The first picture is waiting to clear immigration at the airport. The second is outside the airport with a few of the many Mennonite people who we learned live in Belize. The others are a couple of the hand washing sinks around town.

We made it to the hotel and found it’s a very nice one! They even scattered flowers on the bed and in the bathroom. There is a restaurant on site that looks out on to the water. I had shrimp ceviche and a fancy rum drink (hey, when in Belize…) The last photo doesn’t do the scene any justice at all, but the full moon shining through the coconut palms and on to the water was gorgeous. The evening was warm and balmy with a light breeze, and you really felt like you were in a paradise resort.

So, not a bad first glimpse of Belize. There will be more to come!

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Nine Years

It’s a week of anniversaries. Both of my daughters celebrated their wedding anniversaries, and yesterday was 9 years since I landed in Panama to live. In a way it seems to have gone very quickly, and in another way I feel so at home it’s like I have been here a very long time. I think about people I know and things I’ve done, and realize I’m remembering things from quite a few years ago. Some of the little kids I first met are now taller than their parents.

They say there is a honeymoon phase when you move. Everything is new and wonderful and you love everything about your new home. Then reality sets in. It’s been quite the opposite for me. It was hard when I first got here. I didn’t know how to get things done or where to find things. My Spanish wasn’t great and I had a hard time understanding people. Now though, I’ve done most things many times, and I know who to ask if I need help with something new. My Spanish is good enough that I can manage almost any situation, and if I’m missing a word I can usually describe the thing well enough to be understood.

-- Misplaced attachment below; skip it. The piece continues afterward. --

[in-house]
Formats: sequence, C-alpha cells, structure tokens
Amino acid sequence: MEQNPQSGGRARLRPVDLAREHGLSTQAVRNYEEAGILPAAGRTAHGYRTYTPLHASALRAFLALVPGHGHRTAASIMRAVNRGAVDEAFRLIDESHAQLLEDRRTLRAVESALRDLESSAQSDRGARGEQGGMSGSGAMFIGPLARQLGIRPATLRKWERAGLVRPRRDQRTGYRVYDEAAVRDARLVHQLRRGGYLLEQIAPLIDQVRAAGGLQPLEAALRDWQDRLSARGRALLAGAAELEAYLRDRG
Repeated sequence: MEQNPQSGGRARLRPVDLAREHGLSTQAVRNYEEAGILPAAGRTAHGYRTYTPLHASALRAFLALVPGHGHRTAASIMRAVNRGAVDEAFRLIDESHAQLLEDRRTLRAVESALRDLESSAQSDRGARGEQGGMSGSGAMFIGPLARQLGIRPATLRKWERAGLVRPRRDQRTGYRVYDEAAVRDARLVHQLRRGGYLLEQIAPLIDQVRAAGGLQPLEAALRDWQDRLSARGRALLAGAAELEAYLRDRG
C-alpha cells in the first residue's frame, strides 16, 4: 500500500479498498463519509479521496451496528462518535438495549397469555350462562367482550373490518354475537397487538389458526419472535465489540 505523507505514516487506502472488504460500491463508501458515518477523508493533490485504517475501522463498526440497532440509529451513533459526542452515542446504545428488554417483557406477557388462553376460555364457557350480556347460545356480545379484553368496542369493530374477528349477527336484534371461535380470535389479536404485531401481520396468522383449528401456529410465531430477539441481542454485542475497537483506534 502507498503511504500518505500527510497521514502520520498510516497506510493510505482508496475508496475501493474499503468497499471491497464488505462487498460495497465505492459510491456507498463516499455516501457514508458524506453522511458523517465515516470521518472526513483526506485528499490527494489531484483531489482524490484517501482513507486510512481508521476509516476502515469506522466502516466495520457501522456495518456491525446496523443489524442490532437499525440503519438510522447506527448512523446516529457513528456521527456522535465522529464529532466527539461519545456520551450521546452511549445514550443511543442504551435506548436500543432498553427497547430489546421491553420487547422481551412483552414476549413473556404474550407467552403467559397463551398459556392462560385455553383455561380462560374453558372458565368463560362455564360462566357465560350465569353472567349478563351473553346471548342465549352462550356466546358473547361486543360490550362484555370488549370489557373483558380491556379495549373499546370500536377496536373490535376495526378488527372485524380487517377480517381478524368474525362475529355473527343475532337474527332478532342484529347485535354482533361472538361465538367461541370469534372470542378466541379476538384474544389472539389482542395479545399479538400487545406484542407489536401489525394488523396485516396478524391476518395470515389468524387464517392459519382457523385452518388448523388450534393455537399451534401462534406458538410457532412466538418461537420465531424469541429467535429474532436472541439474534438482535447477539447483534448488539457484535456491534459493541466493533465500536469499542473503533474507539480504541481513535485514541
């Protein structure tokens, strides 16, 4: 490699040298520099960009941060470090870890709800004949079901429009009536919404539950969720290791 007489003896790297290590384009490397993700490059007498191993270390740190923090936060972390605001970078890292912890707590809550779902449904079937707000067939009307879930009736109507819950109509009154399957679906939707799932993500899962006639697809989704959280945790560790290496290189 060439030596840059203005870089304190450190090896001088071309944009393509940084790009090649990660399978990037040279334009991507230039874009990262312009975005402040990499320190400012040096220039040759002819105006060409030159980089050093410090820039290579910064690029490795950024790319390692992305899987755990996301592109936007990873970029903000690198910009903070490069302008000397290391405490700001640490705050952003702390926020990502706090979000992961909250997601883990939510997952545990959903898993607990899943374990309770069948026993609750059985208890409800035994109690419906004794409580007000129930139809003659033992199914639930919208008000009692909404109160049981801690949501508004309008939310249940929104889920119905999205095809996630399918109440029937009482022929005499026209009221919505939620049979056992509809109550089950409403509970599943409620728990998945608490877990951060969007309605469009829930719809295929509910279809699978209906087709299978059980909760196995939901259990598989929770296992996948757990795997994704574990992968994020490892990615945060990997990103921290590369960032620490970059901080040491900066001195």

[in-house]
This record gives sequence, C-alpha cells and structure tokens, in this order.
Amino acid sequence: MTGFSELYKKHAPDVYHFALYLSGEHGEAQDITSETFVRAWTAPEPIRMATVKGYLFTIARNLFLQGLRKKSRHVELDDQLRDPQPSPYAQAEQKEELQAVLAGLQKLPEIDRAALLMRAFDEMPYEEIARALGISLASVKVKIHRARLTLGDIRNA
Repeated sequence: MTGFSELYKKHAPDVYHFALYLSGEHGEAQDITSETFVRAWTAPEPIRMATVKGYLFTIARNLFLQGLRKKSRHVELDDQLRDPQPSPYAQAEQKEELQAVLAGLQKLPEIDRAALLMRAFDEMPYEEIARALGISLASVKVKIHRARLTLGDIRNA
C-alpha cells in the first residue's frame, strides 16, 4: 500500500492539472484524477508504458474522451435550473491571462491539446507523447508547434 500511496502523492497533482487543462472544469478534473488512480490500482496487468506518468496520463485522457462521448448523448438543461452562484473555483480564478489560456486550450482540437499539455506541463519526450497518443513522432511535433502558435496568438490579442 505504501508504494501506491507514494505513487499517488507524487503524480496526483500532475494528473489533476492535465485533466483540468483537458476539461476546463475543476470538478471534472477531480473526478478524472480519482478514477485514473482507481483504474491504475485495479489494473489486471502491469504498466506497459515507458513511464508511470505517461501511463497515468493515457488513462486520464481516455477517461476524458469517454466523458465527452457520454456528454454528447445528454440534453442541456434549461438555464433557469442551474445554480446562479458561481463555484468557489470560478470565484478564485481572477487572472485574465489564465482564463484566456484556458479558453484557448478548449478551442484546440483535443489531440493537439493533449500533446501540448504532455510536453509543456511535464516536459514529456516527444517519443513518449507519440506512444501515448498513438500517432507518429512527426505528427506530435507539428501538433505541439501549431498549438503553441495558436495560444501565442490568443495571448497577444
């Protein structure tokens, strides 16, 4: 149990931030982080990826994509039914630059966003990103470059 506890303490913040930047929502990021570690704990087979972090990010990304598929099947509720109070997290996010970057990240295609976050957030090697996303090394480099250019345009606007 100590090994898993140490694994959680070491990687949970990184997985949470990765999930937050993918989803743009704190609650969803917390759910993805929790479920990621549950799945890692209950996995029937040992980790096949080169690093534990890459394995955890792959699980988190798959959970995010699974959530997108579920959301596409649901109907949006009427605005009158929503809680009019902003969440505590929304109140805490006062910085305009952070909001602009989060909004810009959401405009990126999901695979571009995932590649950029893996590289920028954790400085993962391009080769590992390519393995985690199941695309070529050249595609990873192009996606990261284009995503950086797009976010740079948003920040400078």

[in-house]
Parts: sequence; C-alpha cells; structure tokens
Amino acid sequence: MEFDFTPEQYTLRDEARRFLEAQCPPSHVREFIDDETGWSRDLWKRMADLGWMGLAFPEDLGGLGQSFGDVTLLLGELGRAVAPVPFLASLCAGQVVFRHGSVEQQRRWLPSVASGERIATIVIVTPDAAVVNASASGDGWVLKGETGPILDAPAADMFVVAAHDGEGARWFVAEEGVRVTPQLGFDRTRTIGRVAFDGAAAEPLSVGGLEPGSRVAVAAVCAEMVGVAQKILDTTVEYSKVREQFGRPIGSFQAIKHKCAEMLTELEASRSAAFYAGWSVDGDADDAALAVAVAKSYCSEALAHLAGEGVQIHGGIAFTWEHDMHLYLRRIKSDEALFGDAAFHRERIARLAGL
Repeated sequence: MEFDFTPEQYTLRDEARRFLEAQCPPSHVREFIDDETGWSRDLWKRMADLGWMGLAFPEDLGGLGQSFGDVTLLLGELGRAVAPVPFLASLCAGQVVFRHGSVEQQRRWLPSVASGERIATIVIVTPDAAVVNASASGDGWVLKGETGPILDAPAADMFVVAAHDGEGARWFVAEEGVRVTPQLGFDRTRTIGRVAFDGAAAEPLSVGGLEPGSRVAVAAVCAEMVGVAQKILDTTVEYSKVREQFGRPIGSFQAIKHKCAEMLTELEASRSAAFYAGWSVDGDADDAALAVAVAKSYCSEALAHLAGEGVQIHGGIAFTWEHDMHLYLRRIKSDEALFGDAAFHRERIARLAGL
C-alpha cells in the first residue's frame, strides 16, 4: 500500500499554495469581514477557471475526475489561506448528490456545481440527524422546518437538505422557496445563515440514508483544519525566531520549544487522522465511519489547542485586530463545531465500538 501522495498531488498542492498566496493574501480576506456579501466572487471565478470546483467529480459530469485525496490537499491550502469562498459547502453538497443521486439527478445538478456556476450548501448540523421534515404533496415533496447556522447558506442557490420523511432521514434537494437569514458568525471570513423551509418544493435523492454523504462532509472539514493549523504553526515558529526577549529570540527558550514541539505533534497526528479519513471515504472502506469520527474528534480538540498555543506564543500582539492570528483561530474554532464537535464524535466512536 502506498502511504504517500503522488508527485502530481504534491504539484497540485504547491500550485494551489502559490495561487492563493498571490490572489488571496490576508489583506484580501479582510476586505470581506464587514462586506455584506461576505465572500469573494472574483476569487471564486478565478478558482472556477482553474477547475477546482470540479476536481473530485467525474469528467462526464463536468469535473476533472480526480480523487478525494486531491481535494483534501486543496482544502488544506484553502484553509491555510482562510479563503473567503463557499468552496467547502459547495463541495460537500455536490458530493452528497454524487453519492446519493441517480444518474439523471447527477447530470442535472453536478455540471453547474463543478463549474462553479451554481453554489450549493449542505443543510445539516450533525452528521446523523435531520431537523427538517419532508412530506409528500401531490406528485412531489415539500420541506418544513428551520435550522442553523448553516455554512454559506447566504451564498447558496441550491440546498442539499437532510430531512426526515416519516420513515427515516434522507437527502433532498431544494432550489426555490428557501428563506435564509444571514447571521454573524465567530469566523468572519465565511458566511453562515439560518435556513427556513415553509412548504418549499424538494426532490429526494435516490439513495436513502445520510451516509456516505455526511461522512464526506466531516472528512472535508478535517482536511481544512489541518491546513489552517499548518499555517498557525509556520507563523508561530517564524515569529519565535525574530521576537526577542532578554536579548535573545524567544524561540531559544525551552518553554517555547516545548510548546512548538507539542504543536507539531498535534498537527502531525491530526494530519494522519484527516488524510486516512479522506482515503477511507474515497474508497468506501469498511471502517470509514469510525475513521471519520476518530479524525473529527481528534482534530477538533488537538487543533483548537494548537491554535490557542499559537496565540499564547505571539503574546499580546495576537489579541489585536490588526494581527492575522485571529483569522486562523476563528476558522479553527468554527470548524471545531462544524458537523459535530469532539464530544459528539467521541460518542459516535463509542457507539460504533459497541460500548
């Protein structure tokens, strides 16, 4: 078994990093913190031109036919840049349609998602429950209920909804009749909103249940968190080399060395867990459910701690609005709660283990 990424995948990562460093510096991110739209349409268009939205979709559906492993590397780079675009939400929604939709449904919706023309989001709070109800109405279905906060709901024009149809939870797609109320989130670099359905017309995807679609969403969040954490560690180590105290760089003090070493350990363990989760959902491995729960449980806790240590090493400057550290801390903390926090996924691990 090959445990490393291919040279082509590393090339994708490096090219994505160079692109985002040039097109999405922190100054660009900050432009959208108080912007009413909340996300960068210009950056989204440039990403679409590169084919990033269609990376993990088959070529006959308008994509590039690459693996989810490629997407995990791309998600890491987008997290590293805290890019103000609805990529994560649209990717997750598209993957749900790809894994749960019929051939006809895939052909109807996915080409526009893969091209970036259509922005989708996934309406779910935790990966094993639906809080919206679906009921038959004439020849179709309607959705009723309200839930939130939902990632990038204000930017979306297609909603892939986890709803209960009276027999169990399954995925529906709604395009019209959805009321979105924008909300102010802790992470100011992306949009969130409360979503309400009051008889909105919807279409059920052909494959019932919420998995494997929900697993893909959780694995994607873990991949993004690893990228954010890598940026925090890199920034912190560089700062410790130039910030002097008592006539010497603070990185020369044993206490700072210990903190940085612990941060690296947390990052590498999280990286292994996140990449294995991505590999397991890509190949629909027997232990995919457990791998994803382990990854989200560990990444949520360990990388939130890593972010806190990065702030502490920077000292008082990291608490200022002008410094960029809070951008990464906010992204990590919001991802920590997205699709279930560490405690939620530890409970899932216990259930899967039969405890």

But, the novelty hasn’t worn off either. There’s always something new and interesting. Reloj is the word for watch or clock. I learned it’s also the word for the gas and temperature gages in the car. But, at least I had enough words to describe the situation – the gas and temperature are crazy! He replaced the sensor in one and the line in the other, and now they are no longer crazy. My friend brought me a strange dessert with pieces of jello and bits of fruit in some kind of sweet foam. She explained that you freeze milk, then put it in the blender with jello. Then you get a mold, put in fruit and pieces of jello, and then add the milk/jello part and put in the fridge for a few hours. When you are ready to eat you turn it right side up on a plate, and there you go. Milk and jello? That’s a new one but it makes a very nice dessert.